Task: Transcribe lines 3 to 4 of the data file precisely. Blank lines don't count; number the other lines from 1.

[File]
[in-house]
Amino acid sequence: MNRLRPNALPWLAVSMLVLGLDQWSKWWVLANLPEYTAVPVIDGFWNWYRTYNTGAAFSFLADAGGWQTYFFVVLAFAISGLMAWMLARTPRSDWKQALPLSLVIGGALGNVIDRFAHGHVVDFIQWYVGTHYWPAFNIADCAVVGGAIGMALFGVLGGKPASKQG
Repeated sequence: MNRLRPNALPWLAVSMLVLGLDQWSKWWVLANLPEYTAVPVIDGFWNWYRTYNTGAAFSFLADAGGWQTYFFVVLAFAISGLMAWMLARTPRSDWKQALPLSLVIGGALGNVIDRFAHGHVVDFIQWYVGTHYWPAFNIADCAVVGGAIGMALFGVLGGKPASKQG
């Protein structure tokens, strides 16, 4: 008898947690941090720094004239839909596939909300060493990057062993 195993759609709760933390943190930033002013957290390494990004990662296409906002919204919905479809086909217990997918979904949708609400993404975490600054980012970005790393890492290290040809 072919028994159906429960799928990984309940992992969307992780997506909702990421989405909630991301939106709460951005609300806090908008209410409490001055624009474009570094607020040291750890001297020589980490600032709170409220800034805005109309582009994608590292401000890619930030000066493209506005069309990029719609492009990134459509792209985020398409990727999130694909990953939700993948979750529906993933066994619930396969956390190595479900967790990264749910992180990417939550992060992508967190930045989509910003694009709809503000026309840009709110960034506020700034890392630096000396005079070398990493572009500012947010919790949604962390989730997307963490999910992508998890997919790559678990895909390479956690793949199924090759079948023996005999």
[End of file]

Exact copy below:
Repeated sequence: MNRLRPNALPWLAVSMLVLGLDQWSKWWVLANLPEYTAVPVIDGFWNWYRTYNTGAAFSFLADAGGWQTYFFVVLAFAISGLMAWMLARTPRSDWKQALPLSLVIGGALGNVIDRFAHGHVVDFIQWYVGTHYWPAFNIADCAVVGGAIGMALFGVLGGKPASKQG
């Protein structure tokens, strides 16, 4: 008898947690941090720094004239839909596939909300060493990057062993 195993759609709760933390943190930033002013957290390494990004990662296409906002919204919905479809086909217990997918979904949708609400993404975490600054980012970005790393890492290290040809 072919028994159906429960799928990984309940992992969307992780997506909702990421989405909630991301939106709460951005609300806090908008209410409490001055624009474009570094607020040291750890001297020589980490600032709170409220800034805005109309582009994608590292401000890619930030000066493209506005069309990029719609492009990134459509792209985020398409990727999130694909990953939700993948979750529906993933066994619930396969956390190595479900967790990264749910992180990417939550992060992508967190930045989509910003694009709809503000026309840009709110960034506020700034890392630096000396005079070398990493572009500012947010919790949604962390989730997307963490999910992508998890997919790559678990895909390479956690793949199924090759079948023996005999």